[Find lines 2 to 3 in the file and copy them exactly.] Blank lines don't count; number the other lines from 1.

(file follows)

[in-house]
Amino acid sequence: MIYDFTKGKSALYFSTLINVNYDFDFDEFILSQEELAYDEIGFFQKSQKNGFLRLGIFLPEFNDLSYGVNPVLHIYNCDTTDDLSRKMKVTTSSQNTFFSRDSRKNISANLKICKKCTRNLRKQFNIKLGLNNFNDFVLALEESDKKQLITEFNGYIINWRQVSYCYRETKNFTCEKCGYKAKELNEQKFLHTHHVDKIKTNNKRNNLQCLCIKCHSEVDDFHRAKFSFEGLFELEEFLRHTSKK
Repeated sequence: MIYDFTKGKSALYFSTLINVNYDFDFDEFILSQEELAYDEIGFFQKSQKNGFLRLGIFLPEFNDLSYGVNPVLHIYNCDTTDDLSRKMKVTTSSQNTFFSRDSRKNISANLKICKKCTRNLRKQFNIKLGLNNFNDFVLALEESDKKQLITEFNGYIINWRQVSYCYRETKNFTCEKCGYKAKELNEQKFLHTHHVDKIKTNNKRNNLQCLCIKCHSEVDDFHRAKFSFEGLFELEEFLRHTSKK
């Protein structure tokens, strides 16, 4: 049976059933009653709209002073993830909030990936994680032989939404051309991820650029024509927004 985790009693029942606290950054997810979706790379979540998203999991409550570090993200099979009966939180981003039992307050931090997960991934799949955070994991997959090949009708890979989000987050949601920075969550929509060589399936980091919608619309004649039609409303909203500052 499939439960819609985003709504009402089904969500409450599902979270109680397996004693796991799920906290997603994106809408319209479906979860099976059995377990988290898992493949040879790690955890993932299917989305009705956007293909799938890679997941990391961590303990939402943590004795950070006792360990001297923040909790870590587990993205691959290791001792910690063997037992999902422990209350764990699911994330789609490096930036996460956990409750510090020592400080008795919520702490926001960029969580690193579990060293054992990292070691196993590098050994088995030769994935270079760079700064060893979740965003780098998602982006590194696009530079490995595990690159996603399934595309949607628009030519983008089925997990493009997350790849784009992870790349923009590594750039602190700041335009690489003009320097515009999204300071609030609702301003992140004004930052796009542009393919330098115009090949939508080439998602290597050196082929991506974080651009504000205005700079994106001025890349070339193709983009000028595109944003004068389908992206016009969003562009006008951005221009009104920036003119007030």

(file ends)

Amino acid sequence: MIYDFTKGKSALYFSTLINVNYDFDFDEFILSQEELAYDEIGFFQKSQKNGFLRLGIFLPEFNDLSYGVNPVLHIYNCDTTDDLSRKMKVTTSSQNTFFSRDSRKNISANLKICKKCTRNLRKQFNIKLGLNNFNDFVLALEESDKKQLITEFNGYIINWRQVSYCYRETKNFTCEKCGYKAKELNEQKFLHTHHVDKIKTNNKRNNLQCLCIKCHSEVDDFHRAKFSFEGLFELEEFLRHTSKK
Repeated sequence: MIYDFTKGKSALYFSTLINVNYDFDFDEFILSQEELAYDEIGFFQKSQKNGFLRLGIFLPEFNDLSYGVNPVLHIYNCDTTDDLSRKMKVTTSSQNTFFSRDSRKNISANLKICKKCTRNLRKQFNIKLGLNNFNDFVLALEESDKKQLITEFNGYIINWRQVSYCYRETKNFTCEKCGYKAKELNEQKFLHTHHVDKIKTNNKRNNLQCLCIKCHSEVDDFHRAKFSFEGLFELEEFLRHTSKK